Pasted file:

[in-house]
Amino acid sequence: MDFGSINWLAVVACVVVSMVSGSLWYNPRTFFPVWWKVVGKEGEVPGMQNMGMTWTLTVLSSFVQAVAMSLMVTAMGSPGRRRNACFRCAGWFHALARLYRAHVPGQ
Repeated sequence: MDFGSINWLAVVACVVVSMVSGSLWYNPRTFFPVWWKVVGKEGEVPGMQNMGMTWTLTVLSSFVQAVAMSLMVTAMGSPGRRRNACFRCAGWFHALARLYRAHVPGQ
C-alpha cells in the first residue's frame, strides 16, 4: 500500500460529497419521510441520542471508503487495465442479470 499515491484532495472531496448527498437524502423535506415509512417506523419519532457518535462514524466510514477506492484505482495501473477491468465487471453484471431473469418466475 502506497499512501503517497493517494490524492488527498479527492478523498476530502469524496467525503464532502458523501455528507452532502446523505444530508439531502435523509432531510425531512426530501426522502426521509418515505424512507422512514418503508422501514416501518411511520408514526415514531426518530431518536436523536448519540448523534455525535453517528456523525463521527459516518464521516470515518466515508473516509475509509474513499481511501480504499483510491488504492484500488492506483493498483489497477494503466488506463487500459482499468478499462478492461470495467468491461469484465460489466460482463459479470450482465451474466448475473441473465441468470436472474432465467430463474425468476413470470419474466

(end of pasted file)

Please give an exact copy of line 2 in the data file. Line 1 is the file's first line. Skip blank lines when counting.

Amino acid sequence: MDFGSINWLAVVACVVVSMVSGSLWYNPRTFFPVWWKVVGKEGEVPGMQNMGMTWTLTVLSSFVQAVAMSLMVTAMGSPGRRRNACFRCAGWFHALARLYRAHVPGQ